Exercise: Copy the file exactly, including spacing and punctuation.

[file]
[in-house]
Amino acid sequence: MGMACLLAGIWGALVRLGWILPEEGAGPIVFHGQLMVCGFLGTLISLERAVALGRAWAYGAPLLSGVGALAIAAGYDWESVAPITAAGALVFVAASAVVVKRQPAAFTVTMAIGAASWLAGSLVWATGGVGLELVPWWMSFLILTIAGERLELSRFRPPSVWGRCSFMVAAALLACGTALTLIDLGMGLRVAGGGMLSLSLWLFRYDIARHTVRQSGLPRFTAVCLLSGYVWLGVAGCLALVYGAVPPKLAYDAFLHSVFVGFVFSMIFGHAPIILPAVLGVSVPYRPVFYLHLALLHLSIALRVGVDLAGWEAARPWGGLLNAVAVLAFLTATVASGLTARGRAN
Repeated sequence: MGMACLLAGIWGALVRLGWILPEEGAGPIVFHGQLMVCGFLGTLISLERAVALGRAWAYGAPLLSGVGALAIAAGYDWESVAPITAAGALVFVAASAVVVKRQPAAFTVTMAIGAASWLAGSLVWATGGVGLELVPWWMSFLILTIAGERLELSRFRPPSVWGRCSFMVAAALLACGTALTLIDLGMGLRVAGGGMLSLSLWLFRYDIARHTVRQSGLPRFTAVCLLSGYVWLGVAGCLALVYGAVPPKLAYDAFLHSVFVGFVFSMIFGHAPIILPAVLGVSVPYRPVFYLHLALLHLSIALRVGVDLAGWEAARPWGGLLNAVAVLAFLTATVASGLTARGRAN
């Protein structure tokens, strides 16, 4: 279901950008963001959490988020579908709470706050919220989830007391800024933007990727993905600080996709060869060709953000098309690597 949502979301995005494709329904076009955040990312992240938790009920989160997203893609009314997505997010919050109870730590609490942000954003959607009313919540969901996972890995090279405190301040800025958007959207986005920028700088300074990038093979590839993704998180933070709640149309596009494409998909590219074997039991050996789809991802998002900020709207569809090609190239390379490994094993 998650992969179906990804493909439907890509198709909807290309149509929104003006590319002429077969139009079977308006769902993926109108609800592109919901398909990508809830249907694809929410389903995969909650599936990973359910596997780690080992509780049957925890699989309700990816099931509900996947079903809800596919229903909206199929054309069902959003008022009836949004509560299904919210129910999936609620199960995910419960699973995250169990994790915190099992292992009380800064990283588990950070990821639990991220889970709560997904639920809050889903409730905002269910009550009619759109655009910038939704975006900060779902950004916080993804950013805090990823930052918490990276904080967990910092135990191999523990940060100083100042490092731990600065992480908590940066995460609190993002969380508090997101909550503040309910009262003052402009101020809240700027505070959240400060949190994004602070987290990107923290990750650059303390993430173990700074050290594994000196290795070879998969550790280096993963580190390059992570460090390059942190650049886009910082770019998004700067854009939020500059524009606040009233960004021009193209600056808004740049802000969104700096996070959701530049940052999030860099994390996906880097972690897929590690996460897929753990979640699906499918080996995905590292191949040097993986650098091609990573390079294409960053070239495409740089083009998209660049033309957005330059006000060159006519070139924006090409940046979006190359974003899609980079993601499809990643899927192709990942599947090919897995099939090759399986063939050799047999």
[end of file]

[in-house]
Amino acid sequence: MGMACLLAGIWGALVRLGWILPEEGAGPIVFHGQLMVCGFLGTLISLERAVALGRAWAYGAPLLSGVGALAIAAGYDWESVAPITAAGALVFVAASAVVVKRQPAAFTVTMAIGAASWLAGSLVWATGGVGLELVPWWMSFLILTIAGERLELSRFRPPSVWGRCSFMVAAALLACGTALTLIDLGMGLRVAGGGMLSLSLWLFRYDIARHTVRQSGLPRFTAVCLLSGYVWLGVAGCLALVYGAVPPKLAYDAFLHSVFVGFVFSMIFGHAPIILPAVLGVSVPYRPVFYLHLALLHLSIALRVGVDLAGWEAARPWGGLLNAVAVLAFLTATVASGLTARGRAN
Repeated sequence: MGMACLLAGIWGALVRLGWILPEEGAGPIVFHGQLMVCGFLGTLISLERAVALGRAWAYGAPLLSGVGALAIAAGYDWESVAPITAAGALVFVAASAVVVKRQPAAFTVTMAIGAASWLAGSLVWATGGVGLELVPWWMSFLILTIAGERLELSRFRPPSVWGRCSFMVAAALLACGTALTLIDLGMGLRVAGGGMLSLSLWLFRYDIARHTVRQSGLPRFTAVCLLSGYVWLGVAGCLALVYGAVPPKLAYDAFLHSVFVGFVFSMIFGHAPIILPAVLGVSVPYRPVFYLHLALLHLSIALRVGVDLAGWEAARPWGGLLNAVAVLAFLTATVASGLTARGRAN
């Protein structure tokens, strides 16, 4: 279901950008963001959490988020579908709470706050919220989830007391800024933007990727993905600080996709060869060709953000098309690597 949502979301995005494709329904076009955040990312992240938790009920989160997203893609009314997505997010919050109870730590609490942000954003959607009313919540969901996972890995090279405190301040800025958007959207986005920028700088300074990038093979590839993704998180933070709640149309596009494409998909590219074997039991050996789809991802998002900020709207569809090609190239390379490994094993 998650992969179906990804493909439907890509198709909807290309149509929104003006590319002429077969139009079977308006769902993926109108609800592109919901398909990508809830249907694809929410389903995969909650599936990973359910596997780690080992509780049957925890699989309700990816099931509900996947079903809800596919229903909206199929054309069902959003008022009836949004509560299904919210129910999936609620199960995910419960699973995250169990994790915190099992292992009380800064990283588990950070990821639990991220889970709560997904639920809050889903409730905002269910009550009619759109655009910038939704975006900060779902950004916080993804950013805090990823930052918490990276904080967990910092135990191999523990940060100083100042490092731990600065992480908590940066995460609190993002969380508090997101909550503040309910009262003052402009101020809240700027505070959240400060949190994004602070987290990107923290990750650059303390993430173990700074050290594994000196290795070879998969550790280096993963580190390059992570460090390059942190650049886009910082770019998004700067854009939020500059524009606040009233960004021009193209600056808004740049802000969104700096996070959701530049940052999030860099994390996906880097972690897929590690996460897929753990979640699906499918080996995905590292191949040097993986650098091609990573390079294409960053070239495409740089083009998209660049033309957005330059006000060159006519070139924006090409940046979006190359974003899609980079993601499809990643899927192709990942599947090919897995099939090759399986063939050799047999």